A friend asked if I was a cup-half-full or a cup-half-empty guy. I quickly answered that my cup was neither because it was always gushing over its brim. Then I realized that if most people’s excitement level never varies between zero to three out of ten, mine usually hovers constantly around twelve. Using the same scale, that measurement would be the same for my curiosity of the unknown, for my appreciation of sight, sound, and touch, and for my belief that we create each day we wake to.
Later I imagined my cup, bubbling over the rim, next to another cup containing only a few teaspoons of liquid. Then I imagined thousands of cups with various amounts of liquid from water to wine, from freezing to scalding and in every color. If these cups represented each of us, how could anybody possibly share the same experience?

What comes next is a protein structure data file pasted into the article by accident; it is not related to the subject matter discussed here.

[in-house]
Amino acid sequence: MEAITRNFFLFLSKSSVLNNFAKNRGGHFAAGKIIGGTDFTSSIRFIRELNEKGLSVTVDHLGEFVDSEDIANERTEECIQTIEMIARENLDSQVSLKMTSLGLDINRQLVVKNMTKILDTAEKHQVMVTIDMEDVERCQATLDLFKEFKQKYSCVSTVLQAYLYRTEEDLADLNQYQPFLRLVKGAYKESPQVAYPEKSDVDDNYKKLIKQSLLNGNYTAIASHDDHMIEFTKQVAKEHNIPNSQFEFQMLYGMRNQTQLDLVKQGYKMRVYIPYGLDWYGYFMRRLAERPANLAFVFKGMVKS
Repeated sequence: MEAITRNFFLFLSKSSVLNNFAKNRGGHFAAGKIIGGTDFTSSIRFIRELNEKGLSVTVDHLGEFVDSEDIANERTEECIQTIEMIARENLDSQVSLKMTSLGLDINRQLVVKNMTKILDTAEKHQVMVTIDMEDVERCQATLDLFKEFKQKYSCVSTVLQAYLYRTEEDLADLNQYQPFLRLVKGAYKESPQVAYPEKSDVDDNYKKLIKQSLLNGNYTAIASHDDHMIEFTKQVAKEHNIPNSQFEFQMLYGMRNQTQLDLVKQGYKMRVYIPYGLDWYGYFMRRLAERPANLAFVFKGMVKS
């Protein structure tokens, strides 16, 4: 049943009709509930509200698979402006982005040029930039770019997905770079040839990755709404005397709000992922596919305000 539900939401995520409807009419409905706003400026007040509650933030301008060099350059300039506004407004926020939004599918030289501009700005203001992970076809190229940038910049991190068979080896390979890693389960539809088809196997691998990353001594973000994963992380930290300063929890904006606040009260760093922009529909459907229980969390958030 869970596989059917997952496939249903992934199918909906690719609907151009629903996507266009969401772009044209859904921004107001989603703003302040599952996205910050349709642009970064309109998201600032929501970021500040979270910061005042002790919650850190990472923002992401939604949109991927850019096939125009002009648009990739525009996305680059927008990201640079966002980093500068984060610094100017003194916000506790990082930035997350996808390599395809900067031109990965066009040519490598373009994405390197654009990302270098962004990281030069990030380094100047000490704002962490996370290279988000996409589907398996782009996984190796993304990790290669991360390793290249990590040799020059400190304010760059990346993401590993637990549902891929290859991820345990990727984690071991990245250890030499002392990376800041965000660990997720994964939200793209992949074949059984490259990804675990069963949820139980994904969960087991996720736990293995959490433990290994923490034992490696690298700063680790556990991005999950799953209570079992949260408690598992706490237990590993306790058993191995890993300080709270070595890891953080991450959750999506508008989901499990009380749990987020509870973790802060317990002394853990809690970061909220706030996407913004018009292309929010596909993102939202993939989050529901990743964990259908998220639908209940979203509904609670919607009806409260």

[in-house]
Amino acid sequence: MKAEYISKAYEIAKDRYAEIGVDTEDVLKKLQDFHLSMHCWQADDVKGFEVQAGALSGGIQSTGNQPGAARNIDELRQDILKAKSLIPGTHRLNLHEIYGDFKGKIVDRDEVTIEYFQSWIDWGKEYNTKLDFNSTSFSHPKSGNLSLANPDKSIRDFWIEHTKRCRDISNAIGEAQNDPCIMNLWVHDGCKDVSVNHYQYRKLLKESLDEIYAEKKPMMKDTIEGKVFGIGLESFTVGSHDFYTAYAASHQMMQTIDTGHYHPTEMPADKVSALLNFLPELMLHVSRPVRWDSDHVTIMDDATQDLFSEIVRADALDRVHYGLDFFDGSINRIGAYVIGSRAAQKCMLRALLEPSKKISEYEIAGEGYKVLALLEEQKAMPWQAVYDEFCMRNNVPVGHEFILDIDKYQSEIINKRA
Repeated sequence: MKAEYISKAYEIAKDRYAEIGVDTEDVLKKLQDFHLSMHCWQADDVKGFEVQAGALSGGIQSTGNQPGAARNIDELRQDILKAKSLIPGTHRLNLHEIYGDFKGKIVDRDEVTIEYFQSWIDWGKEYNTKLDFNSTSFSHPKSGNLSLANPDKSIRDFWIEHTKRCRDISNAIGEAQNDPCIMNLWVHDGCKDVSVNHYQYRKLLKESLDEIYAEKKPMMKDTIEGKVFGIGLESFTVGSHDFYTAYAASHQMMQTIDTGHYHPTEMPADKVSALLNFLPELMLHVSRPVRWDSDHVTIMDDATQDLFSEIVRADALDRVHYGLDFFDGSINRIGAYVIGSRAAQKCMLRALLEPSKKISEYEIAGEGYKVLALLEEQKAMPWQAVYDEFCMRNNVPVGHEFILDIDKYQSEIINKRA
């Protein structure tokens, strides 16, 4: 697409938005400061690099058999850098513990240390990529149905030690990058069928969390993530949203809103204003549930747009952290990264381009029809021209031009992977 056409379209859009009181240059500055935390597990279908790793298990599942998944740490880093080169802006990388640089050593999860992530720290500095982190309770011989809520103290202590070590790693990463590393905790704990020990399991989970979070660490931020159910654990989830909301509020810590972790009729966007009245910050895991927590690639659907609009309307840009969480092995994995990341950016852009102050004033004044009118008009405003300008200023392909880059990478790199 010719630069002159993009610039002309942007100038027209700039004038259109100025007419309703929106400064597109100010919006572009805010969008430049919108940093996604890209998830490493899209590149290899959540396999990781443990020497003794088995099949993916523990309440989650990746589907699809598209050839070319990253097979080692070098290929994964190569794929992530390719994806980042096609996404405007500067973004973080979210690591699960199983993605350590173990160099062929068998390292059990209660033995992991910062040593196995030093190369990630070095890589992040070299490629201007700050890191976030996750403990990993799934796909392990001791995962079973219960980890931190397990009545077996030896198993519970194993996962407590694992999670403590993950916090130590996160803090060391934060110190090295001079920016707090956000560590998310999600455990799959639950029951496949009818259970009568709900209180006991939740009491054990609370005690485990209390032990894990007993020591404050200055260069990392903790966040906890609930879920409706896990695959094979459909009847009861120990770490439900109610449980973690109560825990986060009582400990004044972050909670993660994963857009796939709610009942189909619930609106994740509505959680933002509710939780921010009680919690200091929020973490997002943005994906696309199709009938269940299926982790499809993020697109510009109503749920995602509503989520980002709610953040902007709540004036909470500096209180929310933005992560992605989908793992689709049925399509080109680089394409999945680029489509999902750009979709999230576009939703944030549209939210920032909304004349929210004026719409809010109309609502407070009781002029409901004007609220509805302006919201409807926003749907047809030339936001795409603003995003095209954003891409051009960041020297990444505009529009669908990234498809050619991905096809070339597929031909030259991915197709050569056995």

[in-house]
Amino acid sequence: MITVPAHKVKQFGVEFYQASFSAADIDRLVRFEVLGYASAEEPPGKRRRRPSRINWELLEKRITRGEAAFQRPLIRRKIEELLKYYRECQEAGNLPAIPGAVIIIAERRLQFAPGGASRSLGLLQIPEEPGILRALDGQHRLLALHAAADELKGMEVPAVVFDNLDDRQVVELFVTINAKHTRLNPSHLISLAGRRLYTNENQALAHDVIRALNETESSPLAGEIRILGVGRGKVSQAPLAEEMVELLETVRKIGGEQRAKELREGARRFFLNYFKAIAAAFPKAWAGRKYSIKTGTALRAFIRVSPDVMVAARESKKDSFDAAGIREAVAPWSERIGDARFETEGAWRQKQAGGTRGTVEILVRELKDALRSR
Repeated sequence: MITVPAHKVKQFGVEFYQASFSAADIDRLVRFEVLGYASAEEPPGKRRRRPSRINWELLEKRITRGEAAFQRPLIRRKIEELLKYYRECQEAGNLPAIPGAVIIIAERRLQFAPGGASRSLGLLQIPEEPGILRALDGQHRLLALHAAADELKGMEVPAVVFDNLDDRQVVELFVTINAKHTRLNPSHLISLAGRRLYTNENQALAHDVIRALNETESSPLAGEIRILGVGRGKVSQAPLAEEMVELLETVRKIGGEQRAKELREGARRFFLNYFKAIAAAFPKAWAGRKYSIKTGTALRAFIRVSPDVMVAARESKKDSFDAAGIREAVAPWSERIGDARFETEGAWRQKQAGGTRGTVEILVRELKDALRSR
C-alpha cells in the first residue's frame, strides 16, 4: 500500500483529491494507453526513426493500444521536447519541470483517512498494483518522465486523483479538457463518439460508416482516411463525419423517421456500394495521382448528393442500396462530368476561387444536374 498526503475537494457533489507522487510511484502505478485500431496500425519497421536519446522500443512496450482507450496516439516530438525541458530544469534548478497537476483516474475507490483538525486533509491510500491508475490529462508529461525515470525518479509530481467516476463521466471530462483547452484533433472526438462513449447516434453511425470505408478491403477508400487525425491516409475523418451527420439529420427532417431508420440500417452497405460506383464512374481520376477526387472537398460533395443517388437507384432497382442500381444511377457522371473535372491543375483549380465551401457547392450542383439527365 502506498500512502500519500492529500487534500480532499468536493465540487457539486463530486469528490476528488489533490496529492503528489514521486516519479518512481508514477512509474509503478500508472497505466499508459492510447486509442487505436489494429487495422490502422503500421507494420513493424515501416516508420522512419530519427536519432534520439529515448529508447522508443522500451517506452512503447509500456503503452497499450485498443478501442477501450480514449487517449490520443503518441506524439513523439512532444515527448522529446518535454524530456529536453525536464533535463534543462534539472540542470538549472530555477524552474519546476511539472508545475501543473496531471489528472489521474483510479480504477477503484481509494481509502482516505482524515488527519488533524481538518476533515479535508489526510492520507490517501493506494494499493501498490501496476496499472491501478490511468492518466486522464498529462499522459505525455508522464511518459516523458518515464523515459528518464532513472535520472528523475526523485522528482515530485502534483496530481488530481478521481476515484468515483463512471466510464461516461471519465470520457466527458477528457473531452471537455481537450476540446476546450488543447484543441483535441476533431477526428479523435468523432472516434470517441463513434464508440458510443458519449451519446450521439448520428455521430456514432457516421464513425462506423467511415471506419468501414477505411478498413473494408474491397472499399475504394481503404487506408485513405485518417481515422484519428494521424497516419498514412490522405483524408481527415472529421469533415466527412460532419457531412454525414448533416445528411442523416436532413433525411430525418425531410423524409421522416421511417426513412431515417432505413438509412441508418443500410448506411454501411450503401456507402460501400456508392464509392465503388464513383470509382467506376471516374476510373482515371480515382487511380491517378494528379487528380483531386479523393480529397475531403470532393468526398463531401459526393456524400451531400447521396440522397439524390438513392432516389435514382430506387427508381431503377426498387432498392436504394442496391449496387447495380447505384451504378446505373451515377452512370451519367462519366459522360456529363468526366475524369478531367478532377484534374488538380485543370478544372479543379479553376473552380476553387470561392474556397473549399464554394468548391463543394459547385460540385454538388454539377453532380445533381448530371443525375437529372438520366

That exercise made me more fully understand the preciousness of connecting with someone else on the same frequency. From the moment we are born, from the way we have been reared, we experience our world differently. A dark night may be calming to one and frightening to another. A joke may make one laugh or another feel insulted. A shiny beetle may evoke wonder or terror. An expansive sea may summon tranquility or loneliness.
So we must not be disappointed when a friend does not see the same image in a cloud as ourselves as we gaze into the sky. But when we do, we must be thankful and say to our friend, “I am glad I was here to experience this with you.”